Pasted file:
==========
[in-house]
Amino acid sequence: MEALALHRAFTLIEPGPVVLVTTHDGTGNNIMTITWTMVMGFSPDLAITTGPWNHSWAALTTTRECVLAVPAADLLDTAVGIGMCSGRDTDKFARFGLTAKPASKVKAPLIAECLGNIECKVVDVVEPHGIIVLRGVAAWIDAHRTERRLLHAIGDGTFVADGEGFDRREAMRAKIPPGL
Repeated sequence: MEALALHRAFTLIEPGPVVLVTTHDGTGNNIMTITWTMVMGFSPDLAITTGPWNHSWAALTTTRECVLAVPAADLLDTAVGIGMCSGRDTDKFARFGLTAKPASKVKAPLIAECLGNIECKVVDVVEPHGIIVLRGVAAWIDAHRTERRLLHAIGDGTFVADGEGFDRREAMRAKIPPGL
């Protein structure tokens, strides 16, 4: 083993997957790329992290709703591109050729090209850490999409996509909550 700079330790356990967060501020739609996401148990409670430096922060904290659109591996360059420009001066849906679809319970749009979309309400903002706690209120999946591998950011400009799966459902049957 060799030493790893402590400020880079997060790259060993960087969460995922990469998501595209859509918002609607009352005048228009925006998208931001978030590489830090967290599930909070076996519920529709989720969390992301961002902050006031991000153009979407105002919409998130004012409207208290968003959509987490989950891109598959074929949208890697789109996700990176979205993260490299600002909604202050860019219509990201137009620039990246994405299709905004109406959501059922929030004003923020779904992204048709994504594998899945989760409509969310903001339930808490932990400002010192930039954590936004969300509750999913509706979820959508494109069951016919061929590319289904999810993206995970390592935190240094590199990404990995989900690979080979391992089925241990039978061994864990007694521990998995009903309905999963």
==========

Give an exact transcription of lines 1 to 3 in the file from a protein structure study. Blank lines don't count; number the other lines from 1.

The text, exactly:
[in-house]
Amino acid sequence: MEALALHRAFTLIEPGPVVLVTTHDGTGNNIMTITWTMVMGFSPDLAITTGPWNHSWAALTTTRECVLAVPAADLLDTAVGIGMCSGRDTDKFARFGLTAKPASKVKAPLIAECLGNIECKVVDVVEPHGIIVLRGVAAWIDAHRTERRLLHAIGDGTFVADGEGFDRREAMRAKIPPGL
Repeated sequence: MEALALHRAFTLIEPGPVVLVTTHDGTGNNIMTITWTMVMGFSPDLAITTGPWNHSWAALTTTRECVLAVPAADLLDTAVGIGMCSGRDTDKFARFGLTAKPASKVKAPLIAECLGNIECKVVDVVEPHGIIVLRGVAAWIDAHRTERRLLHAIGDGTFVADGEGFDRREAMRAKIPPGL